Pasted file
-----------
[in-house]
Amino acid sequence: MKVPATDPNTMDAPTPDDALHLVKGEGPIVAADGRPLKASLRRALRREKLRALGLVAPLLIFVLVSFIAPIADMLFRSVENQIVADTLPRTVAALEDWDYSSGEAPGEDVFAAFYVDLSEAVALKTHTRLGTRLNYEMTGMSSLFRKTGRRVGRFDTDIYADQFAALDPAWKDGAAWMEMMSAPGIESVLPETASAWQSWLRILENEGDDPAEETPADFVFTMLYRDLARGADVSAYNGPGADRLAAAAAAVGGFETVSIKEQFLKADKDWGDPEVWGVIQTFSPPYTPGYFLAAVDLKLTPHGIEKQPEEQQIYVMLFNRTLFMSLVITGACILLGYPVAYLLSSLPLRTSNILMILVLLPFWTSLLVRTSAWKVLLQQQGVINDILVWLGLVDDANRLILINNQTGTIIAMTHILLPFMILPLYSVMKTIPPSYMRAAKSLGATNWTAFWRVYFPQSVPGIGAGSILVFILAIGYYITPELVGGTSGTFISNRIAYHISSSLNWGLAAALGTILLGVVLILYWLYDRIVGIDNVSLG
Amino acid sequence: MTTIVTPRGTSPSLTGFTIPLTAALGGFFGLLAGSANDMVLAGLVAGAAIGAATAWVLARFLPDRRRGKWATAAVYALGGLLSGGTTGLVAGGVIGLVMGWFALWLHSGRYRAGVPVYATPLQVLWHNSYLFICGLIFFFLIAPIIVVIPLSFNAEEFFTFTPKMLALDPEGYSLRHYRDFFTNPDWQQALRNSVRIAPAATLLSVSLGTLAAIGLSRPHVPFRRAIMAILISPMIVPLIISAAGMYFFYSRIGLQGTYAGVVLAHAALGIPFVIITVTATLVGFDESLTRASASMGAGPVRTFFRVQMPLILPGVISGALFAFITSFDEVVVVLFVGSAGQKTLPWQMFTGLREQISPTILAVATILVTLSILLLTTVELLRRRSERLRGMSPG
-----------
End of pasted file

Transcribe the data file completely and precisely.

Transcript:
[in-house]
Amino acid sequence: MKVPATDPNTMDAPTPDDALHLVKGEGPIVAADGRPLKASLRRALRREKLRALGLVAPLLIFVLVSFIAPIADMLFRSVENQIVADTLPRTVAALEDWDYSSGEAPGEDVFAAFYVDLSEAVALKTHTRLGTRLNYEMTGMSSLFRKTGRRVGRFDTDIYADQFAALDPAWKDGAAWMEMMSAPGIESVLPETASAWQSWLRILENEGDDPAEETPADFVFTMLYRDLARGADVSAYNGPGADRLAAAAAAVGGFETVSIKEQFLKADKDWGDPEVWGVIQTFSPPYTPGYFLAAVDLKLTPHGIEKQPEEQQIYVMLFNRTLFMSLVITGACILLGYPVAYLLSSLPLRTSNILMILVLLPFWTSLLVRTSAWKVLLQQQGVINDILVWLGLVDDANRLILINNQTGTIIAMTHILLPFMILPLYSVMKTIPPSYMRAAKSLGATNWTAFWRVYFPQSVPGIGAGSILVFILAIGYYITPELVGGTSGTFISNRIAYHISSSLNWGLAAALGTILLGVVLILYWLYDRIVGIDNVSLG
Amino acid sequence: MTTIVTPRGTSPSLTGFTIPLTAALGGFFGLLAGSANDMVLAGLVAGAAIGAATAWVLARFLPDRRRGKWATAAVYALGGLLSGGTTGLVAGGVIGLVMGWFALWLHSGRYRAGVPVYATPLQVLWHNSYLFICGLIFFFLIAPIIVVIPLSFNAEEFFTFTPKMLALDPEGYSLRHYRDFFTNPDWQQALRNSVRIAPAATLLSVSLGTLAAIGLSRPHVPFRRAIMAILISPMIVPLIISAAGMYFFYSRIGLQGTYAGVVLAHAALGIPFVIITVTATLVGFDESLTRASASMGAGPVRTFFRVQMPLILPGVISGALFAFITSFDEVVVVLFVGSAGQKTLPWQMFTGLREQISPTILAVATILVTLSILLLTTVELLRRRSERLRGMSPG